A native of Huntsville, Utah, Keith Renstrom grew up on a farm during the Great Depression. Feeling the need to follow in his father’s footsteps and serve his country, Renstrom joined the United States Marine Corps in 1940. After his recruit training in San Diego, Renstrom was deployed to Iceland, where he stayed for several months in preparation for a possible German invasion. Keith was sent back to the United States for additional training and in 1943 was assigned as a Gunnery Sergeant to F Company, 2nd Battalion, 25th Marine Regiment as part of the 4th Marine Division.
Keith and the 4th Marine Division shipped out from California in January 1944 bound for their first combat on the islands of the Kwajalein atoll. Following the short and vicious campaign on Kwajalein, Renstrom was sent to Maui for rest and refit before entering combat again in June 1944 on the island of Saipan. On Saipan, Renstrom experienced his first taste of truly heavy combat. Renstrom’s unit pushed eastward from the landing beaches, capturing Aslito airfield and engaging the enemy along the eastern side of the island at places like Hill 500, Donnay, Hill 721 and finally Marpi Point. It was at Marpi that Renstrom watched as hundreds of civilians plunged to their own deaths after throwing themselves from the cliffs to the jagged rocks below. Following the campaign on Saipan, Renstrom and his unit landed on Tinian and proceeded along the western side of the island capturing the airfields and Tinian Town by the end of July, sustaining a leg wound in the process.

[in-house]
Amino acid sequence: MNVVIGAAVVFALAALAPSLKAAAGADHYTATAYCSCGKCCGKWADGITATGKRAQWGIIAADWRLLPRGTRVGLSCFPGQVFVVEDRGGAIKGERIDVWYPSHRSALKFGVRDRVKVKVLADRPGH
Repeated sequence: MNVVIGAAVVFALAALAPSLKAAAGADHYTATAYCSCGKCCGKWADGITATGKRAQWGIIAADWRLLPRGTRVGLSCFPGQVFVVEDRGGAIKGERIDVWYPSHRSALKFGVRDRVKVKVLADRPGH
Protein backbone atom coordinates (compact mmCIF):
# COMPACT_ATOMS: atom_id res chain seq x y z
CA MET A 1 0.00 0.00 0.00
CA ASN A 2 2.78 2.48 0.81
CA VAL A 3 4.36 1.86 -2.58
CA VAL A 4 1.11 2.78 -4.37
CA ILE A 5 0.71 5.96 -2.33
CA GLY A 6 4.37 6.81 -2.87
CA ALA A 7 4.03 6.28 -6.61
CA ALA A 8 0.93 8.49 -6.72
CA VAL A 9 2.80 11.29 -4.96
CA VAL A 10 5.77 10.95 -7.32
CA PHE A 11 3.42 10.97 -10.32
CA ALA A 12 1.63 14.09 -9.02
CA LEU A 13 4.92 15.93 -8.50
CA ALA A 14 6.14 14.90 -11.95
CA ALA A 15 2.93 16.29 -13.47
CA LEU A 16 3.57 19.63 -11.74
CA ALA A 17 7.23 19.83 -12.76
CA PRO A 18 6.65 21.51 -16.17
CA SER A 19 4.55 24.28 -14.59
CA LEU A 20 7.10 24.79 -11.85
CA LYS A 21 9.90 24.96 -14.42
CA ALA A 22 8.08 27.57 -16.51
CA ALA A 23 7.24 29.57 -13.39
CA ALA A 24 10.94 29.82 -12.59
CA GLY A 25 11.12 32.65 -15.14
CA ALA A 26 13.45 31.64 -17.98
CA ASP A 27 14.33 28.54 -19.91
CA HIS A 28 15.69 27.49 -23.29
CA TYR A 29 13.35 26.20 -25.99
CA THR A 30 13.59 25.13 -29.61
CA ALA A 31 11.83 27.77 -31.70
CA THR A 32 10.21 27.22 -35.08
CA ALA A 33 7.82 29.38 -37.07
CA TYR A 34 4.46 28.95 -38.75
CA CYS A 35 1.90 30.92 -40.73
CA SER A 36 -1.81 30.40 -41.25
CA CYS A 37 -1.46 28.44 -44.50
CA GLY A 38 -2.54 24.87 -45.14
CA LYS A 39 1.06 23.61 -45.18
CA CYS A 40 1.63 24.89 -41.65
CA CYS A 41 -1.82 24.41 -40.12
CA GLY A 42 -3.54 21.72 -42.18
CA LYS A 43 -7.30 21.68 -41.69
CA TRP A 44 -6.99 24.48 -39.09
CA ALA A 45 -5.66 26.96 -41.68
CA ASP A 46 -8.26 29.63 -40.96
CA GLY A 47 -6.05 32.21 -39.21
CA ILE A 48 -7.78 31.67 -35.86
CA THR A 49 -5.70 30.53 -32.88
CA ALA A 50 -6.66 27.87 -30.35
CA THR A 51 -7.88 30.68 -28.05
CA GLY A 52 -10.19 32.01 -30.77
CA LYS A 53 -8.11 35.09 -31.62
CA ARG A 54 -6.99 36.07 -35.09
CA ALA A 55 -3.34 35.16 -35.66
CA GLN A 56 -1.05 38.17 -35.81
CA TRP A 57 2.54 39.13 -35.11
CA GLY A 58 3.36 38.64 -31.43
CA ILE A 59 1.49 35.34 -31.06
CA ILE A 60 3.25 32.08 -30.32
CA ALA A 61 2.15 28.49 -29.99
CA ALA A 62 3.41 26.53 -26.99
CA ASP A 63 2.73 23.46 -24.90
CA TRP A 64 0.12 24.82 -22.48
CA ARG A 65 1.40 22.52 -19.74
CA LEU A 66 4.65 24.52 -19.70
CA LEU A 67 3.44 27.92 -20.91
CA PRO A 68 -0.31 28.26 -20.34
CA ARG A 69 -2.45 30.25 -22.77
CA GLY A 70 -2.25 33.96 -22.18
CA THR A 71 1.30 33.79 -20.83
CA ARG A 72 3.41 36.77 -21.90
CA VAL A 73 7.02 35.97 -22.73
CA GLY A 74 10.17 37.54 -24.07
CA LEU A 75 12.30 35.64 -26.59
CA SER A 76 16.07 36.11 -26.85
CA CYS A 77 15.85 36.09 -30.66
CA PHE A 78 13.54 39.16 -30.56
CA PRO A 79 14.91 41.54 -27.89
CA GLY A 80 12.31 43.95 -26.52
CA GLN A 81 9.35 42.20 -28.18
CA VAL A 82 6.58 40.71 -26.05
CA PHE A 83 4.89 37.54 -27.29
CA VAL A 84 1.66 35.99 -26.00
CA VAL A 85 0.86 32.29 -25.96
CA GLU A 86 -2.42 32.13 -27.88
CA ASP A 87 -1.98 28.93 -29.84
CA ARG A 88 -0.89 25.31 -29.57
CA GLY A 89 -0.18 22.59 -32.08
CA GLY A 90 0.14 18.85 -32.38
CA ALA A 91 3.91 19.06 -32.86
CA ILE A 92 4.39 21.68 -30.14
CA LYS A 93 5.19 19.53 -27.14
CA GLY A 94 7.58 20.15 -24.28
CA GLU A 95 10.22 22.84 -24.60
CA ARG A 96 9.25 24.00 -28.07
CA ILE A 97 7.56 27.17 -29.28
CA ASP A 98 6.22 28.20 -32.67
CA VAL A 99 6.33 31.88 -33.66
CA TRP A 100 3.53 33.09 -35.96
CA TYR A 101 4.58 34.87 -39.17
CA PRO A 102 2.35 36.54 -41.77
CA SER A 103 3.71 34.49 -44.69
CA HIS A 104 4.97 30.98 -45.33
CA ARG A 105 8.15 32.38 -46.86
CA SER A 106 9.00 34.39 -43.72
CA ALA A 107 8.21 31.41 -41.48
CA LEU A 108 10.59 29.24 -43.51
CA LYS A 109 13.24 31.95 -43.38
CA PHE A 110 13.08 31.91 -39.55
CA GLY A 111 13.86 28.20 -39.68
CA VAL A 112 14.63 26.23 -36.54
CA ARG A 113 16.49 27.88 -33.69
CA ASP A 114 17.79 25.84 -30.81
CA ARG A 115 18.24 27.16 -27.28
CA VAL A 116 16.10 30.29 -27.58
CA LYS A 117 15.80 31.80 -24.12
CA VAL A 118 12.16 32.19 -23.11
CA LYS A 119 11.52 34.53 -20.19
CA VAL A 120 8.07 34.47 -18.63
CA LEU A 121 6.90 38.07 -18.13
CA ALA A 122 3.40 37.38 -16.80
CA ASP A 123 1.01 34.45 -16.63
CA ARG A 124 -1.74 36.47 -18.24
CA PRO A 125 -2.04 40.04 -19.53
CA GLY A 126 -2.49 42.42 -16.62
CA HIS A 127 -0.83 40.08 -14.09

Following action in the Marianas, Renstrom and the 4th Marine Division were sent back to Hawai’i for rest and refit before their final battle of the war, Iwo Jima. Landing on February 19, Renstrom stayed on Iwo Jima for eleven days of constant combat, before his luck ran out. Renstrom was evacuated from Iwo, having suffered wounds from a Japanese grenade that exploded in his face, putting him out of combat. For the remainder of the war he served as a Drill Instructor in San Diego, instilling the lessons he learned in combat to future Marines.
We honor you, Keith Renstrom.